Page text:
July 17, 2010 12:24 am

Sunscreen yes, iPad screen no

For those who bring an iPad with them to the beach or to the pool, the device can attract attention for all the wrong reasons

Have you noticed any peculiar behaviour around the beach or pool this summer? I’m not talking about the usual mid-July tableaux: the 70-year-old man travelling with a Thai girl who could be his teenage daughter, for example, or the fiftysomething lady you’ve been seeing at the same resort for years who’s suddenly walking around with the breasts of a sporty 21-year-old Bavarian. I’m focusing on something a bit more subtle. If you happen to be reading this paper in a somewhat public pool or seaside setting (or will be taking time off in such an environment in the coming weeks), lower the page and study your fellow sunseekers.

Notice anything odd? It may not hit you at first but give it a moment. Still nothing? It might be easier if you pay attention to the media they’re using – is there anything different about the behaviour of the lady who’s reading the German magazine Bunte and the man who’s reading Svenska Dagbladet, the Swedish daily?

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Tyler Brûlé

What about the young couple parked near the edge the pool? That’s right, the two who have contorted themselves into such bizarre shapes that they look like they’re auditioning for Cirque de Soleil. What is going on there? Are they doing lounger lunges? Have they purchased a special weekend yoga package that wasn’t offered to you when you booked? Perhaps you need to get up and wander over their way for closer inspection.

As you close the gap between your patch of sun and theirs, the scene becomes even more outlandish, as you can now see there are props involved and they’ve changed their positions twice in the past two minutes. The lady is sporting a broad-brimmed visor and has created a shelter with a towel over her head. She also has her knees up; they too are covered with a towel. The only bits of her you can see are splayed fingers flaring out from atop her knees. What the hell is she doing?

Her boyfriend/fiancé/husband is lying next to her on his side and is cradling something (also in a towel). He, too, has a big brimmed hat on and seems to be doing his best to avoid the sun. Is he looking after the baby? If he is, it’s so small (and flat) that it really ought to be in an incubator at a world-renowned children’s hospital.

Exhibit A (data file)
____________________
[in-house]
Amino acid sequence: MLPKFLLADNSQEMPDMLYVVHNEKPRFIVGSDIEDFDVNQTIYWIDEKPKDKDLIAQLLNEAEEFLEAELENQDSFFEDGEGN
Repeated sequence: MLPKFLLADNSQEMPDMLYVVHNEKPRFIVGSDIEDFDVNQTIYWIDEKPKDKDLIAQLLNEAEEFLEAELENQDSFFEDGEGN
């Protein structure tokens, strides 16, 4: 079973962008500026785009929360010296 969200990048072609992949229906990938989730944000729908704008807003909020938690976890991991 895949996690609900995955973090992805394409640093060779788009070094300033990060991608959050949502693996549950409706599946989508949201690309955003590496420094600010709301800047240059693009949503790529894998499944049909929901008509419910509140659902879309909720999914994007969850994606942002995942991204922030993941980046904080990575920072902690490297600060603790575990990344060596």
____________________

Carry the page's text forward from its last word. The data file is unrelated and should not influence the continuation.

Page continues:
It’s not until you almost brush past them that all is revealed and the human pretzel shapes are explained. There’s nothing particularly wrong with this young couple other than the fact they chose the wrong media format to venture down to the beach with – they’re trying to read iPads.

Over the past few weeks I’ve witnessed this scene play out at several hotels and beach clubs and each time it’s the same. While the sensible majority get on with flipping through their magazines, studying journals, whizzing through paperbacks and neatly folding their newspapers, there are usually four or five souls around the pool who are determined to show everyone else that a) they’re at the forefront of modern technology; b) they’re super-duper connected and everyone else around them are fire-fearing cave-folk and c) they look like complete twits.

So far I’ve seen a couple almost kill each other because the sun cream in its plastic tube heated up and exploded when the lady went to reapply and shot all over his screen. I don’t think anyone was quick enough to capture it on camera but had the scene wound up on YouTube it would be in the millions of views territory by now.

“Look what you just did! It’s f***ing everywhere! How are we going to get this off?” screamed the victim of the attack.

“It’s just a bit of Clinique sun cream, honey. It’ll all be fine. Just rub it in,” she said, trying to attract as little attention as possible.

At this point hell properly broke loose as the iPad tumbled screen first into a puddle of water and pool attendants raced to the scene with towels and window cleaner.

Had he been sensible and just settled for a stack of magazines and his smartphone, all would have been fine. But the commotion revealed that for many men and women using an iPad pool or beachside, the device can attract attention for all the wrong reasons. (For the record, I’ve yet to see anyone hot using an iPad in a sunny setting. Though I have seen many people get burned by leaving it face down in the sun and then resting it on a bare thigh.)

The good news for hoteliers, doctors and various practitioners of alternative medicines is that all the twisting and rearranging users need to do in order to read off tablet devices in sun-drenched settings means a boom in spa bookings for 90-minute massage treatments and an autumn’s worth of appointments to see physios, osteopaths and rolfing specialists. Then again, all of these people could just settle for practical, portable and low-risk paper – though it would mean life around the pool would lack a bit of high drama.

Tyler Brûlé is editor-in-chief of Monocle magazine

tyler.brule@ft.com

More columns at www.ft.com/brule

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